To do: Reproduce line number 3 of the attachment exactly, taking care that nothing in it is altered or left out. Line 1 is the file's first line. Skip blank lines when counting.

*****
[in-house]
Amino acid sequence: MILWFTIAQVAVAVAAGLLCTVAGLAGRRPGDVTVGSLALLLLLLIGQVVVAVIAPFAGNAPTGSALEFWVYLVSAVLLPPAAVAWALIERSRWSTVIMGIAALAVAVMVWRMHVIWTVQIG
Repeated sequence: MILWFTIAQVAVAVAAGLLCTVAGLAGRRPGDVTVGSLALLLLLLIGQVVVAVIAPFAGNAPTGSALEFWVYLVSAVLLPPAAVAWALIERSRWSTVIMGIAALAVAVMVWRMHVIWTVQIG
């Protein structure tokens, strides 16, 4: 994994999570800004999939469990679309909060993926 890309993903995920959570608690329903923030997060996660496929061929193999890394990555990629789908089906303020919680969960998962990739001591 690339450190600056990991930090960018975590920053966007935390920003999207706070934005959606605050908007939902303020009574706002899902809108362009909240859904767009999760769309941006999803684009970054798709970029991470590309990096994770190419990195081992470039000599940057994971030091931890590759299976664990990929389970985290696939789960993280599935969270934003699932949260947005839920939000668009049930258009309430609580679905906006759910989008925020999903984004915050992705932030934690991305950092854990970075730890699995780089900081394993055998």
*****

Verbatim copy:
Repeated sequence: MILWFTIAQVAVAVAAGLLCTVAGLAGRRPGDVTVGSLALLLLLLIGQVVVAVIAPFAGNAPTGSALEFWVYLVSAVLLPPAAVAWALIERSRWSTVIMGIAALAVAVMVWRMHVIWTVQIG